Recognizing and Managing Stress for Parents

Stress is an unavoidable part of life. Parents can experience stress related to a variety of situations. These situations can be ordinary, such as getting your children to school on time or rushing home from work to make dinner. On the other hand, they can be extreme, such as facing a serious illness or financial difficulties. Since stress can cause physical, emotional, and mental health issues if not well managed, it is important for parents to learn how to recognize and find ways to deal with stress.

How to Recognize Stress

Reflect and identify what causes you to feel stressed. Do you feel stressed in situations related to family, health, finances, work, or other situations?

Know your signs of stress. Everyone experiences signs of stress in different ways. Which of the following symptoms do you experience when you feel stress?

  • Headaches, muscle tension, neck or back pain
  • Upset stomach
  • Dry mouth
  • Chest pains, rapid heartbeat
  • Difficulty falling or staying asleep
  • Fatigue
  • Loss of appetite or overeating
  • Lack of concentration or focus
  • Irritability
  • Anxiety

Reflect on and identify how you deal with stress. Determine if you turn to unhealthy behaviors to cope with stress, such as smoking, drinking alcohol, or overeating. Do these behaviors happen often or only during certain events or situations?

How to Manage Stress

Take care of yourself. It can be hard to find time for yourself when you are a parent, but it is important to take time for yourself, even if it is just a few minutes a day.

Try different stress-reducing activities. These activities can include meditation, yoga, taking a short walk, reading, or talking about your concerns with friends or family. Everyone manages stress in his or her own way, and you may have to try a few activities to see which ones work best for you.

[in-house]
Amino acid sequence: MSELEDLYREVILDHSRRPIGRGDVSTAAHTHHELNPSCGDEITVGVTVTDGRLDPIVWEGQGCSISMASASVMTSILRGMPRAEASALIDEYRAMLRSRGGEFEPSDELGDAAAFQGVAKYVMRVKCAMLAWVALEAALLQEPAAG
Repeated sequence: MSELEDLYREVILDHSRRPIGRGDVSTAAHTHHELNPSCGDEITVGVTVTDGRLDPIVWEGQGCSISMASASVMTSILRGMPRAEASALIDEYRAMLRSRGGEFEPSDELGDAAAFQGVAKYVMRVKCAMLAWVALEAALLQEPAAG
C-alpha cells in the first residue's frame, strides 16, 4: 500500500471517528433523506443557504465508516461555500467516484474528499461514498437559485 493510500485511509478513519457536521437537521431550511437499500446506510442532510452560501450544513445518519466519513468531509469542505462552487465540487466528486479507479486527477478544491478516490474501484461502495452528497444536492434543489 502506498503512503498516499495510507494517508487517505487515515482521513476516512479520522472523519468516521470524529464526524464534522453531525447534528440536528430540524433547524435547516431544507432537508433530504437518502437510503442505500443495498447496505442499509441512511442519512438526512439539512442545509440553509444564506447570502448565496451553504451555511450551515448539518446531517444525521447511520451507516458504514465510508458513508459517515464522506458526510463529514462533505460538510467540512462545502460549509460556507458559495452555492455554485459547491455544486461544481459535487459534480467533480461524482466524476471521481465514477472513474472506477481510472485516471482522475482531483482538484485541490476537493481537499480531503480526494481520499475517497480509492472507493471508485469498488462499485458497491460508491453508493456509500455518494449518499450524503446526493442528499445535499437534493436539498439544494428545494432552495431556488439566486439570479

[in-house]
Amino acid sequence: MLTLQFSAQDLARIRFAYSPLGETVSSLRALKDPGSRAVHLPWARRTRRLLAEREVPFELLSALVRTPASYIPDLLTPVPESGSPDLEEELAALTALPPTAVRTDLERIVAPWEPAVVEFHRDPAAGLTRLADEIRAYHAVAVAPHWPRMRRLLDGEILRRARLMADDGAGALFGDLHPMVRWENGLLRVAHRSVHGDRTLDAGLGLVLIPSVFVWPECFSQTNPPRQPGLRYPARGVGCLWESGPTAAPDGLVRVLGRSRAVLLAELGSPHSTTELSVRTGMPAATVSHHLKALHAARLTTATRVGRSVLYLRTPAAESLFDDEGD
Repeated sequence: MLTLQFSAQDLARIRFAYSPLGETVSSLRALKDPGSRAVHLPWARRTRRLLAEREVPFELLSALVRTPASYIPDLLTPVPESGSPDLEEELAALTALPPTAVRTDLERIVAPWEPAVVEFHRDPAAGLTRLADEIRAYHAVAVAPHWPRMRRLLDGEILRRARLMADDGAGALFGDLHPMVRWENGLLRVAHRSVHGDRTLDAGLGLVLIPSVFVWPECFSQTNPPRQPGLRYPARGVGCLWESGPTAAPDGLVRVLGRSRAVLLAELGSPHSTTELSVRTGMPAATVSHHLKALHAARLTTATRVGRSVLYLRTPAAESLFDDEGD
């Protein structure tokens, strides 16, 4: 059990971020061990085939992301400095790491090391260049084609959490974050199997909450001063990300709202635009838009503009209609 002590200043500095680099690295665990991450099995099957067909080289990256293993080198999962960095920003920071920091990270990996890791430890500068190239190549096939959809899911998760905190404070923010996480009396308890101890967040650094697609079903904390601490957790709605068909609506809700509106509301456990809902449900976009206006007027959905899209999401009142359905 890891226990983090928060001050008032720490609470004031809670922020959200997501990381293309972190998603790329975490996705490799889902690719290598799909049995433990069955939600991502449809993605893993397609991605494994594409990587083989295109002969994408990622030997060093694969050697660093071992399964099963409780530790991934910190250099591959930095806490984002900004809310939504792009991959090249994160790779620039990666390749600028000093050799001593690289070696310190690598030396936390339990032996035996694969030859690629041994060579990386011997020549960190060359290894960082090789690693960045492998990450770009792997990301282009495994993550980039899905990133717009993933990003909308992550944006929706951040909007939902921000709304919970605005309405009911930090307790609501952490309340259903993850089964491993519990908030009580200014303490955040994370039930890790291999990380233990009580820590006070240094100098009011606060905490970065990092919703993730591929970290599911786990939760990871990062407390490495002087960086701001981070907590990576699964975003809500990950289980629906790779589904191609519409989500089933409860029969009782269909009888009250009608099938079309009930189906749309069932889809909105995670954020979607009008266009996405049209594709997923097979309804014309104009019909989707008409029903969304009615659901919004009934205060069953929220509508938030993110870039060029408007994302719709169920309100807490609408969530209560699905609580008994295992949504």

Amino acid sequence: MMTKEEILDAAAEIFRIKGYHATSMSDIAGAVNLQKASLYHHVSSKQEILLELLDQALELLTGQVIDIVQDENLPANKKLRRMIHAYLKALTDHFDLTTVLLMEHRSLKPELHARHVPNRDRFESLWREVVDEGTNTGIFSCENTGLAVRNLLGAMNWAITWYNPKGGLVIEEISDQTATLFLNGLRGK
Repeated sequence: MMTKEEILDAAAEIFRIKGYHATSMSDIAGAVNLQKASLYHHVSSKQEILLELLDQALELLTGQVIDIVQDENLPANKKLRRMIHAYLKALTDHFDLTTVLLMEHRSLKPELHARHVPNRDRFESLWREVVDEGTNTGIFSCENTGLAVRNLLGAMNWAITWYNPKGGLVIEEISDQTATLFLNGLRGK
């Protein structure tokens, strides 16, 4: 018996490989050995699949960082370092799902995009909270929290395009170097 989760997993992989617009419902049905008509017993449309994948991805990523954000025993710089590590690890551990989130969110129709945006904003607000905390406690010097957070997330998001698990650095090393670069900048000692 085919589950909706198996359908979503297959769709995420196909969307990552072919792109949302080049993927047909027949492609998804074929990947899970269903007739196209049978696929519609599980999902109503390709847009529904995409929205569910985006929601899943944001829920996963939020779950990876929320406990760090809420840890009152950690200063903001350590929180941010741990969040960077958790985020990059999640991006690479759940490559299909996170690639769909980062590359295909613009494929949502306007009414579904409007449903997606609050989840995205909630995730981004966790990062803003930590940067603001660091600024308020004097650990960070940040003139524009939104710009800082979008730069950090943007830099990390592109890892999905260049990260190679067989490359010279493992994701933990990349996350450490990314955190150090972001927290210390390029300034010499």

Spend quality time with your family. Find activities that your family enjoys doing together. Take a walk or hike, have a family game night, or go to the movies.

Focus on changing only one behavior at a time. Unhealthy behaviors that develop because of stress can be difficult to change. Instead of making several changes at one time, focus on one behavior you would like to change or improve.

Reach out for support. Accepting help from supportive friends and family can improve your ability to manage stress. If you continue to feel overwhelmed by stress, you may want to talk to a doctor or psychologist, who could help you manage your stress and change unhealthy behaviors.

References:

American Psychological Association. (n.d.). Managing stress for a healthy family. Retrieved from http://www.apa.org/helpcenter/managing-stress.aspx

American Psychological Association. (n.d.). Five tips to help manage stress. Retrieved from http://www.apa.org/helpcenter/manage-stress.aspx

Additional Resources:

THRIVE Initiative. (2018). Breathe to THRIVE. Mindful Strategies for You and Your Child. Retrieved from https://thrive.psu.edu/wp-content/uploads/2018/02/Breathe-to-THRIVE-FINAL-web.pdf

Child Development Institute. (n.d.). Stress Management for Parents. Retrieved from https://childdevelopmentinfo.com/family-living/stress

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